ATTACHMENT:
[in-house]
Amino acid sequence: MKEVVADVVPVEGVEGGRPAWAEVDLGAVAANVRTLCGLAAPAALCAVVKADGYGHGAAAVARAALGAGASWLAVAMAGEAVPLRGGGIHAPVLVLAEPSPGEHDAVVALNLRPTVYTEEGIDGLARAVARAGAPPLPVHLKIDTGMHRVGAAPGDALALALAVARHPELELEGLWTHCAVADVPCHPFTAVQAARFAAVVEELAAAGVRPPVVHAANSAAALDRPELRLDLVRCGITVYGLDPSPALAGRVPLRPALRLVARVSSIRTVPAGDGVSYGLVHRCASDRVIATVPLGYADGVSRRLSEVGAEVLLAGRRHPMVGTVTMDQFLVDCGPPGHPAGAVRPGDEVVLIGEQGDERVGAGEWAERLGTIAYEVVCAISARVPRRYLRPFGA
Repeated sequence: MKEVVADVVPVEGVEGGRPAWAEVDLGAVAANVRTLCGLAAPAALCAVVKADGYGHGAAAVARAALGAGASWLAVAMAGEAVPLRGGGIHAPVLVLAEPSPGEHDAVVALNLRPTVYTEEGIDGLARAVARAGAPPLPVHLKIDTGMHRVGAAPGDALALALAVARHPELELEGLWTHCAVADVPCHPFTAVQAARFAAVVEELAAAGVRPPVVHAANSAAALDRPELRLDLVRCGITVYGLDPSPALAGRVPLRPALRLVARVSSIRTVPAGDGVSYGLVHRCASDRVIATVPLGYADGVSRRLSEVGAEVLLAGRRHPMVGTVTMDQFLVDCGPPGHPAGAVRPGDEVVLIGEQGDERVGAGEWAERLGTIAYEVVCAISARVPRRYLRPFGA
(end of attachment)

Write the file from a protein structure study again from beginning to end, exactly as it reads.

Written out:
[in-house]
Amino acid sequence: MKEVVADVVPVEGVEGGRPAWAEVDLGAVAANVRTLCGLAAPAALCAVVKADGYGHGAAAVARAALGAGASWLAVAMAGEAVPLRGGGIHAPVLVLAEPSPGEHDAVVALNLRPTVYTEEGIDGLARAVARAGAPPLPVHLKIDTGMHRVGAAPGDALALALAVARHPELELEGLWTHCAVADVPCHPFTAVQAARFAAVVEELAAAGVRPPVVHAANSAAALDRPELRLDLVRCGITVYGLDPSPALAGRVPLRPALRLVARVSSIRTVPAGDGVSYGLVHRCASDRVIATVPLGYADGVSRRLSEVGAEVLLAGRRHPMVGTVTMDQFLVDCGPPGHPAGAVRPGDEVVLIGEQGDERVGAGEWAERLGTIAYEVVCAISARVPRRYLRPFGA
Repeated sequence: MKEVVADVVPVEGVEGGRPAWAEVDLGAVAANVRTLCGLAAPAALCAVVKADGYGHGAAAVARAALGAGASWLAVAMAGEAVPLRGGGIHAPVLVLAEPSPGEHDAVVALNLRPTVYTEEGIDGLARAVARAGAPPLPVHLKIDTGMHRVGAAPGDALALALAVARHPELELEGLWTHCAVADVPCHPFTAVQAARFAAVVEELAAAGVRPPVVHAANSAAALDRPELRLDLVRCGITVYGLDPSPALAGRVPLRPALRLVARVSSIRTVPAGDGVSYGLVHRCASDRVIATVPLGYADGVSRRLSEVGAEVLLAGRRHPMVGTVTMDQFLVDCGPPGHPAGAVRPGDEVVLIGEQGDERVGAGEWAERLGTIAYEVVCAISARVPRRYLRPFGA